for people who did their a-level exams

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sociologleek
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#1
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#1
they're approaching and as someone who never did their GCSES i have no clue what the exam experience is like! generally what grades/% were you getting in the mocks/papers in the lead up to your exams and what did you get as your actual grade? were you pleasantly surprised with what you got? if you can shed some light on your experiences with aqa french/sociology or edexcel history that would be appreciated but any insight will do
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TriplexA
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(Original post by sociologleek)
they're approaching and as someone who never did their GCSES i have no clue what the exam experience is like! generally what grades/% were you getting in the mocks/papers in the lead up to your exams and what did you get as your actual grade? were you pleasantly surprised with what you got? if you can shed some light on your experiences with aqa french/sociology or edexcel history that would be appreciated but any insight will do
Hi there.

I would say that it's important not to compare your academic journey to that of others but I will provide some insight into French A level. Mocks can be very useful to help you identify skill weaknesses i.e. translations, the IRP discussion, listening, summaries or essays. You can then focus on your weaker skill and do practice Qs to help improve timings for example.

I personally worked on my essay planning which helped me to improve from the mocks as I was able to have more structured essays relating back to the Q.

Hope this makes sense
Good luck for your exams.
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Angel cake 55
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s

(Original post by sociologleek)
they're approaching and as someone who never did their GCSES i have no clue what the exam experience is like! generally what grades/% were you getting in the mocks/papers in the lead up to your exams and what did you get as your actual grade? were you pleasantly surprised with what you got? if you can shed some light on your experiences with aqa french/sociology or edexcel history that would be appreciated but any insight will do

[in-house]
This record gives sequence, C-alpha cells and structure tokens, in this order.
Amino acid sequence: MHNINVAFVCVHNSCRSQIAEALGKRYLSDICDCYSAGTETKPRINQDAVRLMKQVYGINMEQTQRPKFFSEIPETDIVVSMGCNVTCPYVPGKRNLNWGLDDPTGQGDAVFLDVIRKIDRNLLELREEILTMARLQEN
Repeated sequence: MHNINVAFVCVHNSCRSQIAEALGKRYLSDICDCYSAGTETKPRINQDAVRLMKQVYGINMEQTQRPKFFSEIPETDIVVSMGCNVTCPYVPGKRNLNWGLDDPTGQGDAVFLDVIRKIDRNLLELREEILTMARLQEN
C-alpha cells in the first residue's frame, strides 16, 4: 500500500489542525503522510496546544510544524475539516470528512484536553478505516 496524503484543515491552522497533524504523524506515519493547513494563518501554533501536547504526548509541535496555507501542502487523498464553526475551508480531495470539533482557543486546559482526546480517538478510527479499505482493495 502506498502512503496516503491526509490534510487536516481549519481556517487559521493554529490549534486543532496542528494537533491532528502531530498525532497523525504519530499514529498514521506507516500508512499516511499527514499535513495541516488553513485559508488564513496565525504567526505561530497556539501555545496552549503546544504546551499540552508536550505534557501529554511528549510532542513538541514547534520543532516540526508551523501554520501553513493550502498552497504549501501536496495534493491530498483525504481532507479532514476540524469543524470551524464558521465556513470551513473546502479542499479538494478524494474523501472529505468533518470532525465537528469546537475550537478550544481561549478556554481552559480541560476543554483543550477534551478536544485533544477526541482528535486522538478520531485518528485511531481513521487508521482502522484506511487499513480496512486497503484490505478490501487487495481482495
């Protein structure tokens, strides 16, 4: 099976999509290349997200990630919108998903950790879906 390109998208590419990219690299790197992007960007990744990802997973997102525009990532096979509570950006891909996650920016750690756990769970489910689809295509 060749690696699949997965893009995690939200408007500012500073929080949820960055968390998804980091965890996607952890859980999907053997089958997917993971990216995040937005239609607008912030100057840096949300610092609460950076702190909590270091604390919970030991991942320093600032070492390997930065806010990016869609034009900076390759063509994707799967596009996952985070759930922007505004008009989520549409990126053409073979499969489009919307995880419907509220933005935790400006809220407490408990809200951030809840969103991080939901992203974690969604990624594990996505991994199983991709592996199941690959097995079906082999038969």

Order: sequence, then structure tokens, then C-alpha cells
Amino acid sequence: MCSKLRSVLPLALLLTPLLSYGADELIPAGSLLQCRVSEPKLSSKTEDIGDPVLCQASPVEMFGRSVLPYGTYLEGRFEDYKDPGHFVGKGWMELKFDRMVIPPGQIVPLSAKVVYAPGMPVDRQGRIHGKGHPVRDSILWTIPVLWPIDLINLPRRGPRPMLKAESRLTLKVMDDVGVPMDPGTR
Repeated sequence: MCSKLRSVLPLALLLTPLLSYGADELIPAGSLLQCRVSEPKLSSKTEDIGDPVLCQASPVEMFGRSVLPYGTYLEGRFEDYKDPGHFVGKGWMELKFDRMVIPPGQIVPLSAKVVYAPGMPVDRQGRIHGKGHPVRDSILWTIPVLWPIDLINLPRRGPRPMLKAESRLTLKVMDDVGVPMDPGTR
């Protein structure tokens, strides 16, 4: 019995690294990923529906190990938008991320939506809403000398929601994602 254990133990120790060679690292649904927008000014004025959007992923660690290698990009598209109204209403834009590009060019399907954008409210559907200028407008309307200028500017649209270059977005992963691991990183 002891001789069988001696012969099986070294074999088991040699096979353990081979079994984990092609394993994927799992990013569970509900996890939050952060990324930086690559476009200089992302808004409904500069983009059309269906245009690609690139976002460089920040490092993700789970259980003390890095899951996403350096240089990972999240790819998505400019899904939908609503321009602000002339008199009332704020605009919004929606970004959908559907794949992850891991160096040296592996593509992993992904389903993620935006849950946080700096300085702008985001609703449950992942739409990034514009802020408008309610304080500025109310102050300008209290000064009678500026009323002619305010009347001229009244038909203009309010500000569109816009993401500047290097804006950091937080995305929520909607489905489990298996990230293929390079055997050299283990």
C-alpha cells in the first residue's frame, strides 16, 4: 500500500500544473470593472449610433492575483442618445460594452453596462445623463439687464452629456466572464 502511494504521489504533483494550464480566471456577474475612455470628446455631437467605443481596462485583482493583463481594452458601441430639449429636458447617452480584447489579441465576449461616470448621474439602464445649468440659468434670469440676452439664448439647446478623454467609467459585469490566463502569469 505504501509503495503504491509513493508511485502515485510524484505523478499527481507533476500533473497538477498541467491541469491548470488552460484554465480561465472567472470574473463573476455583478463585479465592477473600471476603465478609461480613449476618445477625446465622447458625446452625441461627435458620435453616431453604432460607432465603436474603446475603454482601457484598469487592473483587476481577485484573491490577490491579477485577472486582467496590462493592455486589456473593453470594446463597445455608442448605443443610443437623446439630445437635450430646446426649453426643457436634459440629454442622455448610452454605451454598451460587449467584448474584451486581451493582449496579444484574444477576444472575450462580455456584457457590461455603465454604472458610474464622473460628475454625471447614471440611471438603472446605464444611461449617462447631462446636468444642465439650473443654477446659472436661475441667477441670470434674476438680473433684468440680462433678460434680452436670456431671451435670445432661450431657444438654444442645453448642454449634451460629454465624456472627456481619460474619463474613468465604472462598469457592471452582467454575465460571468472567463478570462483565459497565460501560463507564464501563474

same boat!!
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sociologleek
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(Original post by Angel cake 55)
s


same boat!!
its so difficult not knowing what to expect!! not having that gcse experience was a bump, i need to know if if i leave that exam room full of dread theres still potential to have hope or if i should start planning my career as a dj haha
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Angel cake 55
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(Original post by sociologleek)
its so difficult not knowing what to expect!! not having that gcse experience was a bump, i need to know if if i leave that exam room full of dread theres still potential to have hope or if i should start planning my career as a dj haha
a dj pahaha!! tbh if you'd enjoy it don't see why not. I am mentally not in the correct frame of mind. I missed way too much of yr 12 and struggled to get back in the flow. I found the jump between Yr 12 and 13 worse than from GCSEs, like all of sudden I had to deal with coursework, uni, future, UCAS grades, and my personal ish. I am totally excited to get these exams over with tho, I have full faith I'll be fine and God's with me. It is hard as its our first proper exams so hopefully grade boundaries are lenient. I wish you the best!! my first actual A-level is this thursday, please help me come to realisation, i NEED a reality check mixed with a pep talk bruh
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jamia3
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I was so stressed about the French speaking exam last year but once I got in there it wasn't as bad as I thought it would be! As long as you stay calm and know your IRP topic well you should do great. For speaking I recommend doing as many practice cards as you can, and do them under timed conditions so that you will be be better prepared for the real exam. If you can, perhaps ask your teacher to do a practice session with you individually to give you a chance to practice with your fluency. If not, practice with a friend in your class and help each other out. It must be really difficult not knowing what to expect but practicing under exam timings will really help.

For the written exam, you could practice writing paragraphs on each topic using quotes and key vocab so that you will be prepared for a variety of questions. I always had a structure for my intros as I always struggled with them under pressure and used the same introduction each time.

For reading and listening, again do some practice papers under exam conditions and go over your vocab for each topic.

Hope this was helpful! If you have any other questions, feel free to ask
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